And just as the desire to look young for work can’t be pinned down to a certain profession, nor can it be tied to a particular region.

Dr. James C. Marotta practices in Smithtown, NY, a town in Suffolk County that lies nearly two hours away from NYC. He too consults patients wanting to look younger for work.

“I had a patient who was involved in public speaking all over the world,” says Dr. Marotta. The patient came to have a facelift because the jowls and neck shook and jiggled with speaking and they felt it distracted the audience from the core message.”

In Dr. Marotta’s opinion, more patients have been citing workplace ambitions among their main reasons for seeking plastic surgery since the recession started.

“People are concerned about keeping their jobs and job hopping has increased,” he notes, adding that patients will often take advantage of the transition period between jobs as time to recover from plastic surgery.

Dr. Marotta estimates that about 30 to 40% of his patients express a desire to look young for their careers – predominantly men – and notes that while in the past plastic surgery was generally reserved for the financially well-off, he sees “as many working people as I do wealthy elite.”

Reality check

As with any other motivation for undergoing plastic surgery, patients seeking procedures to change their appearance for their careers need a serious consultation, and a crystal clear reality check.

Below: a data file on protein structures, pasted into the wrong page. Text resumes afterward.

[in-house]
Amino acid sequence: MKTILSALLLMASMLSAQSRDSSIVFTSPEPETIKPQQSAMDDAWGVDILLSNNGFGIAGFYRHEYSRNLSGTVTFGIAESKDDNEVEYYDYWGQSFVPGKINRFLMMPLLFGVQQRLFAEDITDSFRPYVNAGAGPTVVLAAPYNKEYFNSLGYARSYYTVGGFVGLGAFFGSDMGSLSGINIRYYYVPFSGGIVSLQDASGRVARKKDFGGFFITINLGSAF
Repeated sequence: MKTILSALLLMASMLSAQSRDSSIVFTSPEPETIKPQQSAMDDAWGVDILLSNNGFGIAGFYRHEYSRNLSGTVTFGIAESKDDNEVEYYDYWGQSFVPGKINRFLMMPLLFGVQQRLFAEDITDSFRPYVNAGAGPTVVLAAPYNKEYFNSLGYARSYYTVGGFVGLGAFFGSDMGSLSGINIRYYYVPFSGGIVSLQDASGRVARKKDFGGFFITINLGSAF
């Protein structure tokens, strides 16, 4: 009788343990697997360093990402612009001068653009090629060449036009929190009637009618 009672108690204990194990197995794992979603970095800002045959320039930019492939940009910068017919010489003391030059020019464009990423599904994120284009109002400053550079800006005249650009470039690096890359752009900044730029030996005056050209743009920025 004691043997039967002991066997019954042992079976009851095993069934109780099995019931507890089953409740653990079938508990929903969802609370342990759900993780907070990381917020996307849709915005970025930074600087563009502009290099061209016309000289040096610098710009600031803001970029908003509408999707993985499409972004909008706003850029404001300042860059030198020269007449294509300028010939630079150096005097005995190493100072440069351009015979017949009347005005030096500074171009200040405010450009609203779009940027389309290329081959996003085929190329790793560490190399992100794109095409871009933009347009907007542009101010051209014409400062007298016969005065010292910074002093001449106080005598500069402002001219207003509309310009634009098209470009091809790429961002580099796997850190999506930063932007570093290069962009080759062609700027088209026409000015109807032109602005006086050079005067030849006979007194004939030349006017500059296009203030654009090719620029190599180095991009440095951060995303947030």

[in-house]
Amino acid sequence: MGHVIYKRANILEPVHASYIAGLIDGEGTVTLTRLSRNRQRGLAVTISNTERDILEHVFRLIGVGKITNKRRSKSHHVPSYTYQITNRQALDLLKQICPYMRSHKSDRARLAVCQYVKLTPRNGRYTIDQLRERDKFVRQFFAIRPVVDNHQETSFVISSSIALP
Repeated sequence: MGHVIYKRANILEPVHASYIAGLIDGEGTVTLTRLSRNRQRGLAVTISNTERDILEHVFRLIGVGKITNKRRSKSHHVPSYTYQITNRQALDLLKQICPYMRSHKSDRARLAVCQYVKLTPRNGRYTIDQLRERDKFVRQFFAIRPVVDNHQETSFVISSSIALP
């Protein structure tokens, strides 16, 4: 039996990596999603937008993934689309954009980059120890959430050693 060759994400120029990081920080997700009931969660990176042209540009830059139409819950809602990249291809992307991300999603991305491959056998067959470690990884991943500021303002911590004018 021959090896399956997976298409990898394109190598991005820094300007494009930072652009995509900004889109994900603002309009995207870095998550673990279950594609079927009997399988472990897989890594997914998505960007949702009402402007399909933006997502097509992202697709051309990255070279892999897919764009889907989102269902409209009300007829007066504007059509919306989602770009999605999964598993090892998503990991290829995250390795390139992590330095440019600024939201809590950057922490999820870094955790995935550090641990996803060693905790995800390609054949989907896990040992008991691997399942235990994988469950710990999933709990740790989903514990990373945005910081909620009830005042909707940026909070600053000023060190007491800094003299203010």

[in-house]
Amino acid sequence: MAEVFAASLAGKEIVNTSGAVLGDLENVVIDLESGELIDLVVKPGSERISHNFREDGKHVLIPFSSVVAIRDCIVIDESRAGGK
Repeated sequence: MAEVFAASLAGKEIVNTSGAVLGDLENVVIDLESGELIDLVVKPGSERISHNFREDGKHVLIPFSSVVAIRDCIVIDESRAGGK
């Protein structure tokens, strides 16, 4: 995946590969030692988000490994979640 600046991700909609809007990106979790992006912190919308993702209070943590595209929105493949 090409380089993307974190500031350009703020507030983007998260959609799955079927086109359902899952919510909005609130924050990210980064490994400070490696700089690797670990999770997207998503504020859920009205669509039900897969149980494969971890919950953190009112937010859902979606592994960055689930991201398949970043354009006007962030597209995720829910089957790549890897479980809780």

“They have to be realistic regarding their goals and understand that there are limitations and certain youthful looks that aren’t achievable without serious risks,” says Dr. Yovino.

Moreover, doctors need to be mindful of patients who may look at plastic surgery solely as a career investment.

“One of my patients underwent a breast augmentation with me, but postoperatively requested significantly larger implants because she had ‘big plans for her titties,’” says Dr. Nina S. Naidu in NYC. “I didn’t comply with her request.”

Extreme requests will always be an issue with which surgeons have to contend, and perhaps the best way to handle them is to encourage a body positive understanding of one’s self. Dr. Vallecillos says that his medical philosophy is founded “on optimizing one’s own natural aesthetic with the goal being to create a natural, refreshed, perfected look of a person’s baseline features.” In other words, surgeons might promote the concept that surgery can help, but what’s there is already wonderful. Don’t discount that.

“Optimize your aesthetic palette by complementing your inherent strengths, while maintaining your God-given individuality that makes you unique,” adds Dr. Vallecillos. After all, who wants to look like everybody else ? I, for one, do not.”

About The Author

Articles by

Nicole Audrey Spector is a Brooklyn-based freelance writer and editor whose work has appeared in the Atlantic, VICE, Salon, The Village Voice, and The London Times among many others. She’s currently a contributing writer for NBC News and TODAY.com, and from 2012-2015 was a contributing writer for the New Yorker’s nightlife section with a focus on music. In 2013 her first novel, the satirical mash-up “Fifty Shades of Dorian Gray” was published in the U.S by Skyhorse and went on to sell in the U.K, France, and Russia.